We should actively reflect on whether our words in our inquiries are truly capturing our intent and portraying our vision of change to our audience. What are we trying to achieve; what do we learn from these results; and how do we hold ourselves accountable if we achieve or miss the stated mark?
Do you really mean Black people when you say people of color? Would a nonbinary person pass your checkbox when you say you seek gender diversity? What does that acronym URM actually stand for? Is it JEDI, EDI, DEI or something else altogether? Would systematically disenfranchised persons or persons excluded due to ethnicity or race better represent what you mean instead of minority or underrepresented?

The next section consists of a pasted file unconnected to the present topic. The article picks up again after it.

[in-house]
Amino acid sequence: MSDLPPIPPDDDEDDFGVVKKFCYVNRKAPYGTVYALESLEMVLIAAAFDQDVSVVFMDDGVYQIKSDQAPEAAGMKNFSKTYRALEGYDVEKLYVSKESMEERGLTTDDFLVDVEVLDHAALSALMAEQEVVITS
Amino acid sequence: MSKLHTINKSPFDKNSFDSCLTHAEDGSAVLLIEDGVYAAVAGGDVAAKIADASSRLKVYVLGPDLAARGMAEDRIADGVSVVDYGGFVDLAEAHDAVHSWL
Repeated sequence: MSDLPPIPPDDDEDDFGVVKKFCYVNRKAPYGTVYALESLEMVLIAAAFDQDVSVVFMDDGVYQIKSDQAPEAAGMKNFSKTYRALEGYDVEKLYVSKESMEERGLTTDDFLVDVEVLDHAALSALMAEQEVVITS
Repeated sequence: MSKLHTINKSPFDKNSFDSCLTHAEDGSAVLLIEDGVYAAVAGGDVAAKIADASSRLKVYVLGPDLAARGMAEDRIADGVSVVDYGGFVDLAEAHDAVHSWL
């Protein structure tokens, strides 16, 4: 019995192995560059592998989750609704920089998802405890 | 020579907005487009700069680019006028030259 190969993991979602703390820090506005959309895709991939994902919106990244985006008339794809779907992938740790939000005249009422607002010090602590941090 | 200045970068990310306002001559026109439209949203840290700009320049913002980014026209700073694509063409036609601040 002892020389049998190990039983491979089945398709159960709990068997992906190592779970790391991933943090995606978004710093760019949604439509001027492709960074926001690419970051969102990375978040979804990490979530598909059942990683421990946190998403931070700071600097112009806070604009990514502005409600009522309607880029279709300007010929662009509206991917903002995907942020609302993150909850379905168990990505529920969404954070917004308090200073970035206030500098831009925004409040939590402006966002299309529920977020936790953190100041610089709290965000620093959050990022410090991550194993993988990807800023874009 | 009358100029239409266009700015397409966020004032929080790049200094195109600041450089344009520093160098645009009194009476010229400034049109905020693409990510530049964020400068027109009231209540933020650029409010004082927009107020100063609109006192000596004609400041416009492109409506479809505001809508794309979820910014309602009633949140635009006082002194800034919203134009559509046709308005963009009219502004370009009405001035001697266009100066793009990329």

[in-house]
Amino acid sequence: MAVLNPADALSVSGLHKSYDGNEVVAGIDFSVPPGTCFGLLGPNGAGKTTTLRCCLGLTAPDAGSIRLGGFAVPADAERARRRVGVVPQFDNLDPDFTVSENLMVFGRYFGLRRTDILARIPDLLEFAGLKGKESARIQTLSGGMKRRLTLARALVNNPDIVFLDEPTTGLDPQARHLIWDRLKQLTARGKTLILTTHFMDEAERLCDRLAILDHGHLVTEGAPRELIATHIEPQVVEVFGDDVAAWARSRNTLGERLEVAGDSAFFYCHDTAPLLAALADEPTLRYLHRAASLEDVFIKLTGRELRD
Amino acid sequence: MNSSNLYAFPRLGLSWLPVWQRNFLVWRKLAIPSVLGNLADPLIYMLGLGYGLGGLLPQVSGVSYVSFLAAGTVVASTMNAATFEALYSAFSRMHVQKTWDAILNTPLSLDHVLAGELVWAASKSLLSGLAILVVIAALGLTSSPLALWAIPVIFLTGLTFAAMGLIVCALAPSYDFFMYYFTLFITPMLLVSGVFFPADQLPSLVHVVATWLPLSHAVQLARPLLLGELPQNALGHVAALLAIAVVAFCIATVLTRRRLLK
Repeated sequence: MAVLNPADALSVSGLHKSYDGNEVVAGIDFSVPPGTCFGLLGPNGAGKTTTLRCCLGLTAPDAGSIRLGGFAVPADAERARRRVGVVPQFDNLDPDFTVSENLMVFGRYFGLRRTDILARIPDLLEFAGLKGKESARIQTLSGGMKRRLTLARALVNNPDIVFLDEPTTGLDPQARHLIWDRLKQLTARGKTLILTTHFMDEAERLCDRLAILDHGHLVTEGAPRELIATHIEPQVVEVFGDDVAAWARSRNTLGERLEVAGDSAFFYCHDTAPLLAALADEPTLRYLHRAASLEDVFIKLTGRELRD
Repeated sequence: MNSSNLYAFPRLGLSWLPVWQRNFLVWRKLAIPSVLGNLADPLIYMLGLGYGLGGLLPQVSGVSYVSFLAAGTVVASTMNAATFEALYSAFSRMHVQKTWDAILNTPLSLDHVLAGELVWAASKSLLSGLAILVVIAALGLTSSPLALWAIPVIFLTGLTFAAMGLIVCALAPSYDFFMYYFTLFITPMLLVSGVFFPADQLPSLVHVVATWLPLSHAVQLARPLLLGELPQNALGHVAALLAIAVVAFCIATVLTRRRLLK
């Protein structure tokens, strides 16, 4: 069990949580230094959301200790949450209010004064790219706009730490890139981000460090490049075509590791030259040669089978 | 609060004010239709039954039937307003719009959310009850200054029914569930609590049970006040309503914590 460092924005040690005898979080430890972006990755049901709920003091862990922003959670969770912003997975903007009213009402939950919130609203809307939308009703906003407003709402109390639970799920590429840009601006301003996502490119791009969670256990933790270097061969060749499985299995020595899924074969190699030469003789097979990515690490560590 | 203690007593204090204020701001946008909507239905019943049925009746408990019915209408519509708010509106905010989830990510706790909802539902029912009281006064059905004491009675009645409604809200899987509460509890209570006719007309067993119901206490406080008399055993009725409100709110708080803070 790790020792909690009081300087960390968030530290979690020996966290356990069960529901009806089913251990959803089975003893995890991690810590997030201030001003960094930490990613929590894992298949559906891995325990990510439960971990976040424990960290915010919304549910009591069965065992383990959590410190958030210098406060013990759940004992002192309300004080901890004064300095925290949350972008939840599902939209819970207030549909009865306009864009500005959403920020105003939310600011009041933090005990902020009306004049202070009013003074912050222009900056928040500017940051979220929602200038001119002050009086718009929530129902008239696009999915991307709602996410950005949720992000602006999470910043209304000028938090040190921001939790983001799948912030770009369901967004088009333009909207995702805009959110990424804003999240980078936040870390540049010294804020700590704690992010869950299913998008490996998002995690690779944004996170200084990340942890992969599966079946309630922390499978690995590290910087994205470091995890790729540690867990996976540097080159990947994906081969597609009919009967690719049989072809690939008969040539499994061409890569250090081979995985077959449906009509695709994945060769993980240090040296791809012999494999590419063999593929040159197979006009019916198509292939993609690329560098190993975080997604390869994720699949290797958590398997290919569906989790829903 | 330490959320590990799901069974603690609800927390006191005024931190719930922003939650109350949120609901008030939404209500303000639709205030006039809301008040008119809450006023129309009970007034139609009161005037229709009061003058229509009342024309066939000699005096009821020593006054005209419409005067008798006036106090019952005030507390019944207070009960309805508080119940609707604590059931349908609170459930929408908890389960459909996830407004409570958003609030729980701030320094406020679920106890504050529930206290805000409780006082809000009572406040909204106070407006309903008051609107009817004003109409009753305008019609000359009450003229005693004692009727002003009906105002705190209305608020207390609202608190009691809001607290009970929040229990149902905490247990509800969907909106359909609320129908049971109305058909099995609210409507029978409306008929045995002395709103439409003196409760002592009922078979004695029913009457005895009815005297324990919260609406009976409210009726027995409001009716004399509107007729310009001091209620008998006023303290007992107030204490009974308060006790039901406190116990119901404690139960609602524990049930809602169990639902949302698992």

Whatever you use, be specific and honest. And reflect on the why: for me, we do our research proudly and strive to enrich our diverse communities because beaucoup evidence shows positive outcomes for all involved and, of course, booming innovation.
Remember, now and forever, that we are talking about people. Human beings. Individuals with full and rich lives. Just as we do not warm to one-dimensional characters in our novels and movies, we cannot distill real people down to a single component of their identities. We should strive for diversity not only of race, ethnicity, and gender, but also of behavior style, socioeconomic class, discipline, institutional training, and more.